I was not angry before Jane Eyre. I could not write this without A Room of One’s Own. But neither do I feel comfortable calling myself a ‘feminist’. The term immediately alienates all men (who seem to have an irrational anger against their not being allowed to be ‘masculinists’) and two-thirds of the female population: both those who think that I am too radical in my tastes and assertions, and those who think I have not gone far enough.
To the men, I have the least to say. They cannot understand my experiences, nor can I understand theirs, in the way that I would wish to. Writing is the thing that is most likely to bring us together, what with its draw toward unity and sympathy, but even writing cannot accomplish everything, and to put such a burden upon literature would be to see it falter and shake under the strain. So for men I will simply say that I will read any two works of literature by any male authors that you like, if you will in turn agree to read Jane Eyre and A Room of One’s Own, and then talk with me about them afterwards. I will drop my defensiveness if you will drop yours.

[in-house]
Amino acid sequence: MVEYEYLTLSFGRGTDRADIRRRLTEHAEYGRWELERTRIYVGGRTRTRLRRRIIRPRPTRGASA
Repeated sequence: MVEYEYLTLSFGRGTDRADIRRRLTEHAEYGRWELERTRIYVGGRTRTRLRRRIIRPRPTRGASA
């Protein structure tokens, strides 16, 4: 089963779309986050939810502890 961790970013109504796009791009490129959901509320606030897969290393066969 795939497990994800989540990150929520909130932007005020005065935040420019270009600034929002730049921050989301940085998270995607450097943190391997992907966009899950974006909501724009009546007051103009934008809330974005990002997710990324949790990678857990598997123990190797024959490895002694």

To the women, I have more to say, but more reticence to say it. There is always the desire to shy away from criticism levelled at one’s own sex. If we are the ‘other’ at least we are all ‘others’ together, and the true battle, we are led to believe, ought to be against the ‘selves’ of this world who have kept us down. It is not our place to divide and fight each other. To this criticism I say only that I do not intend to fight. I only intend to speak—something I think we can all agree upon as perhaps more dangerous, but ultimately more necessary. So I will speak: but since I am a woman, and a writer, it seems necessary that I enlist the aid of another woman and writer.
When I try to explain what I mean if I say ‘I am a feminist’ I turn most frequently to Jane Eyre, which I read for the first time when I was on the edge of being able to call myself a woman. Before, the term had seemed to imply a kind of grown-up-ness that I was certain I did not possess; but after hearing Jane at eighteen, not so distantly removed from myself at seventeen, assert her sex in a way I had not known possible, I found myself more and more capable of saying, ‘I am a woman’, and believing it. For me, the fiction that is womanhood is intricately connected to the fiction that is Jane Eyre. At times Jane owns nothing but her own ‘I’—but what else do women ever possess? For women, the first person is revolutionary. In this light, even ‘Reader, I married him’ becomes radical.